'PhilosophersNotes' Review: Can You Really Read One Book Per Day?
There are some things in life I wish I would have thought of first. I always say to my husband, "Why didn't I think of that?" And the other day, when I found PhilosophersNotes, I said it again.
I'm sure that I have had a similar type of idea in my head, but it got shoved to the back as a passing thought. Brian Johnson was lucky enough to see his idea turn to reality.
PhilosopherNotes is a a bunch of summaries of popular self help and personal development books. But these summaries are more than just summing it up; they are highlighting the most important points of the books and giving you the 'big ideas' that you need to know.
In other words, these notes allow you to experience the book without having to read the whole book.
How Many Self Help Books Would You ‘Ideally’ Like To Read In A Week?
Who Is Behind PhilosophersNotes?
Brian Johnson is the face behind the idea. He is a man that obviously loves to learn the ‘why’ and ‘how’ of life, and he also loves to share the information that he has learned. You can read about his successes on his site, so I don't need to fill you in on all of that, but if I wanted to sum up a good portion of his life up to now, I would say that he has been trying to make the world a better place while making himself a better man. (That was the exact same intent I had when I started online, so I have huge respect for him doing it.)
One of the things I really like about Brain is that he talks in his own language while writing. He uses a lot of slang that can sound silly while reading it, but it shows that he is authentic and not afraid to be who he is.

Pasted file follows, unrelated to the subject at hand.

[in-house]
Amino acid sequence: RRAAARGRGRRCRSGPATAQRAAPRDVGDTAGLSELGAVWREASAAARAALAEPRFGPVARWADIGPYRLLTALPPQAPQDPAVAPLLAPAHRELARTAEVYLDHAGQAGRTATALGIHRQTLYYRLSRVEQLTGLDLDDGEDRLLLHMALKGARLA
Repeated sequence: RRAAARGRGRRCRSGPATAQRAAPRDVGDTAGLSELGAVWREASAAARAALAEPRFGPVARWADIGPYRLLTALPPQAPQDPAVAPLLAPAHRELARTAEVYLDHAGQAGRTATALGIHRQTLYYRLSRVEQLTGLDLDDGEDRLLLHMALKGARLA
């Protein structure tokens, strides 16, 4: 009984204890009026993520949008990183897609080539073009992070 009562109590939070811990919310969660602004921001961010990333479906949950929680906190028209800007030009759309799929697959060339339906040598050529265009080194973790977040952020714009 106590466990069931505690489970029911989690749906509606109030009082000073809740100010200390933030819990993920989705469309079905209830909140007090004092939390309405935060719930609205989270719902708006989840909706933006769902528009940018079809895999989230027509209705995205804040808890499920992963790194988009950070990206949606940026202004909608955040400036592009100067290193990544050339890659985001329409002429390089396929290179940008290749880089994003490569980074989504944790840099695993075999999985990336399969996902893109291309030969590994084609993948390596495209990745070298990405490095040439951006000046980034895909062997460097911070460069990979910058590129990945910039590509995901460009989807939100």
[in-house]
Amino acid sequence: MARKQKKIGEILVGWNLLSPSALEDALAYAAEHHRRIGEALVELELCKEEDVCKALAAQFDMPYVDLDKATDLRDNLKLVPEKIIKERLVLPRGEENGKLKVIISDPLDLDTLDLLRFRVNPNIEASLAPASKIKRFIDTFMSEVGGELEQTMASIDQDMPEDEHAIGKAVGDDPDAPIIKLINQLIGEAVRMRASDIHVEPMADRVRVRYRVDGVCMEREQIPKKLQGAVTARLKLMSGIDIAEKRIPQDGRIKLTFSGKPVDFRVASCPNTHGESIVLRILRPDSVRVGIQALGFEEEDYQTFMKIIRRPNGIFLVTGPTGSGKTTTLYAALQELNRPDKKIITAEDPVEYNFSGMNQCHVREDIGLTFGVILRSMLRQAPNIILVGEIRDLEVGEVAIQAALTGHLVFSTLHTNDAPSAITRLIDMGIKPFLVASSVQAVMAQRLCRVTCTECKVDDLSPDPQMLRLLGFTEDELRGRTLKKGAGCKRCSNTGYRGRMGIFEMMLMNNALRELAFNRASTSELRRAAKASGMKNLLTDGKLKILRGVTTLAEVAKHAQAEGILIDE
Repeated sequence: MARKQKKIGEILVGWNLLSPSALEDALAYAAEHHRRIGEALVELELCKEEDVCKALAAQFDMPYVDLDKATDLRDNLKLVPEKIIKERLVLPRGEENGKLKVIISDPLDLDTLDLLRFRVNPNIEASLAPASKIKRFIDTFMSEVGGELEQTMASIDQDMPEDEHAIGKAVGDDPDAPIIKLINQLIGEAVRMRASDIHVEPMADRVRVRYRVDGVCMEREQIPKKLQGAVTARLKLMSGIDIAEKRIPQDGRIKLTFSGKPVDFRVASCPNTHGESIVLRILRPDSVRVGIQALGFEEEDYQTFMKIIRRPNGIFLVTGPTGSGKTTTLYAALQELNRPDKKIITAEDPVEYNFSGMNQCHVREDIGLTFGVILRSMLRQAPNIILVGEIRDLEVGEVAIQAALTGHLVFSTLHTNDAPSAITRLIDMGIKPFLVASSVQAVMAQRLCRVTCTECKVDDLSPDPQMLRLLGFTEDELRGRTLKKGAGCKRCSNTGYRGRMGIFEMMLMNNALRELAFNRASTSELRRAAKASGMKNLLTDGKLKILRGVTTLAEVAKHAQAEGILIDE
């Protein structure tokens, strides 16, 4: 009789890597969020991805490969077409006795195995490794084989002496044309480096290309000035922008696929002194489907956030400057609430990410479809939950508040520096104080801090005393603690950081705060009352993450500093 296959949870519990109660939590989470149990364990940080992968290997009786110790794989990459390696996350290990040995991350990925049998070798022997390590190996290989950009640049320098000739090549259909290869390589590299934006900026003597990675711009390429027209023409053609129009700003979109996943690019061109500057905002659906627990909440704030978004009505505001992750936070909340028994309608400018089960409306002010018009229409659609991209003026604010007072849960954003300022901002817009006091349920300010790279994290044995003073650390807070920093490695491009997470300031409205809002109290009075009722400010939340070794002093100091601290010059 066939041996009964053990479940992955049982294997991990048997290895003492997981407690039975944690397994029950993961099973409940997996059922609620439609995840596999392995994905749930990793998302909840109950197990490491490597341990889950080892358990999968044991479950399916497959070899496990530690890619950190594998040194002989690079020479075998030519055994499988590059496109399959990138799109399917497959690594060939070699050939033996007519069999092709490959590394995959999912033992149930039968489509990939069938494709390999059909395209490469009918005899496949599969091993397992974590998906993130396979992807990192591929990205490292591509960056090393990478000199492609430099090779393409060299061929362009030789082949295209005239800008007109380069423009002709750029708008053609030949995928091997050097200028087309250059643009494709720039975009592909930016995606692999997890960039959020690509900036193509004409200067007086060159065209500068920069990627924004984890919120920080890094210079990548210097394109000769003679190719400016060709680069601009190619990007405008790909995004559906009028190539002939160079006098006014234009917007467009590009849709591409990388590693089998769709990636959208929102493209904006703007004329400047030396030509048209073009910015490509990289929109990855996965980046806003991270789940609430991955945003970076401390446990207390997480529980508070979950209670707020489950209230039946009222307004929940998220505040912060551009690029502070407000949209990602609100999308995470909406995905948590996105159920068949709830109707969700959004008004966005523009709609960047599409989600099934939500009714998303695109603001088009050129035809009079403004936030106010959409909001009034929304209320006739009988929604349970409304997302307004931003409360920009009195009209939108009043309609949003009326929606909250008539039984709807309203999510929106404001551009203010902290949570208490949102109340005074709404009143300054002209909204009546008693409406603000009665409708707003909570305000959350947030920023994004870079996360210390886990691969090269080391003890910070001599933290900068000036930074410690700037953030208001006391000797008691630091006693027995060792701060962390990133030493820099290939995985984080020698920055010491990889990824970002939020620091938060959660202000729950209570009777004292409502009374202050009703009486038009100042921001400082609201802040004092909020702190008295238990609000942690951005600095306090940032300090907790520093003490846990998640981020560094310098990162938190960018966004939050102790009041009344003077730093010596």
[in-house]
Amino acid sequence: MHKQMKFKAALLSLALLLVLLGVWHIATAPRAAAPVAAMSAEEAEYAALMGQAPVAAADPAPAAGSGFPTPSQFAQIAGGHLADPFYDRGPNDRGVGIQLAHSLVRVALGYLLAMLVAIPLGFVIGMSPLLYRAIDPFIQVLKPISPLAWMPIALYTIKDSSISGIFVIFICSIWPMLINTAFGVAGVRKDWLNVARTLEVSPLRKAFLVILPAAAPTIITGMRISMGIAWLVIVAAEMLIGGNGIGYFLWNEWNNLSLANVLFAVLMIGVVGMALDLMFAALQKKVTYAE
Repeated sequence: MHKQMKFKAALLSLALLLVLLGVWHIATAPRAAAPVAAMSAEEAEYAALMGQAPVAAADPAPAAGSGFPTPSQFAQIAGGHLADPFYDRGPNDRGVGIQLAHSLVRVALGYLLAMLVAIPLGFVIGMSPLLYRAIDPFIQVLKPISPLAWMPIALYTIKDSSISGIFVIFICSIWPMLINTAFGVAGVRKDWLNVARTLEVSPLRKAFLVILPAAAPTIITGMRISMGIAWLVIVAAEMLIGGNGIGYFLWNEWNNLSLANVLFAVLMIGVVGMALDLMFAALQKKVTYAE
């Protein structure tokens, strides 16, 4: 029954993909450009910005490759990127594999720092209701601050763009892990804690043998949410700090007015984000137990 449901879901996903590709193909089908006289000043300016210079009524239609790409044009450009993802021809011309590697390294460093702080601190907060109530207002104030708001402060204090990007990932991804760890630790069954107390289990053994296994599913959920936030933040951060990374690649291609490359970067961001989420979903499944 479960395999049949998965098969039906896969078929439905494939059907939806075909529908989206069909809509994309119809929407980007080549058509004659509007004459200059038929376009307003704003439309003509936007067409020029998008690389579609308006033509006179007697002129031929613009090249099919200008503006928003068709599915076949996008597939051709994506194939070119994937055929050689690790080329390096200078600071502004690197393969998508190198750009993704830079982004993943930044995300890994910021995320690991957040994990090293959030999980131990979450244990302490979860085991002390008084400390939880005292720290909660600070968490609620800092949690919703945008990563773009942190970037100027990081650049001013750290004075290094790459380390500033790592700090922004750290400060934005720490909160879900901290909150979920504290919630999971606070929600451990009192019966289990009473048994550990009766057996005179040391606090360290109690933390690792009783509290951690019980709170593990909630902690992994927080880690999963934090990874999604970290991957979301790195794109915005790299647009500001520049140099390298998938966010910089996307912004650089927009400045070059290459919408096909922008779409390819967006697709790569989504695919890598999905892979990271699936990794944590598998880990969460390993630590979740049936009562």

Why Did I Want PhilosophersNotes?
When I first saw the intent behind the notes, this is what I thought:
These will help me understand the most important ideas behind every book that I have ever wanted to read but ended up not reading at all, and it will do it in twenty minutes or less.
I have to say that it made me pretty excited about PhilosophersNotes!
My husband and I are both members of our local library, and we use it a lot. We check out books for personal development that will help us get more confidence, become more successful, and live happier lives, then we put those books in our offices or beside our beds and wait until we cannot renew them anymore (you only get a few renews you know) to return them back to the library. Of course, we haven’t read any of them – but at least we had the intent, right?
We even tried to learn how to speed read so that we could absorb more books, but for some reason even speed reading didn’t allow us to read as many books as we wanted (my goal for 2013 was two non-fiction books per week and I have read a total of four books so far as of May 31st.)
The truth is that we desperately want to read all these books, but life has a funny way of taking up all our time, and then at the end of the night, when we could take the time to read, we were TIRED!
I was sure that I could read more books if I only learned some concepts about how to improve my focus throughout the day, stop procrastinating, and really use every moment to my advantage...but I had to read the books first and that wasn’t happening!
Philosophers Notes promised to help us understand the core concepts of the books that we wanted to read, and do it in twenty minutes. I knew that I could find the twenty minutes in my day and I was instantly excited.
What Do You Get?
Brian has 180 PhilosophersNotes in total, which means he has 180 summarized books in total.
These are the notes (see video below), and they are a 6-page PDF files that have the summaries on them.
On the top left, he puts 'The Big Ideas', which are the concepts he is going to cover in the note, and then he starts off by listing the title of the book, the author, and the number of pages.
As you read, you get a lot of quotes from the book and some information to help back up the points and really drive it home.
On the left side, Brian occasionally throws in a quote (sometimes by the author and sometimes not) to help drive the points home even further.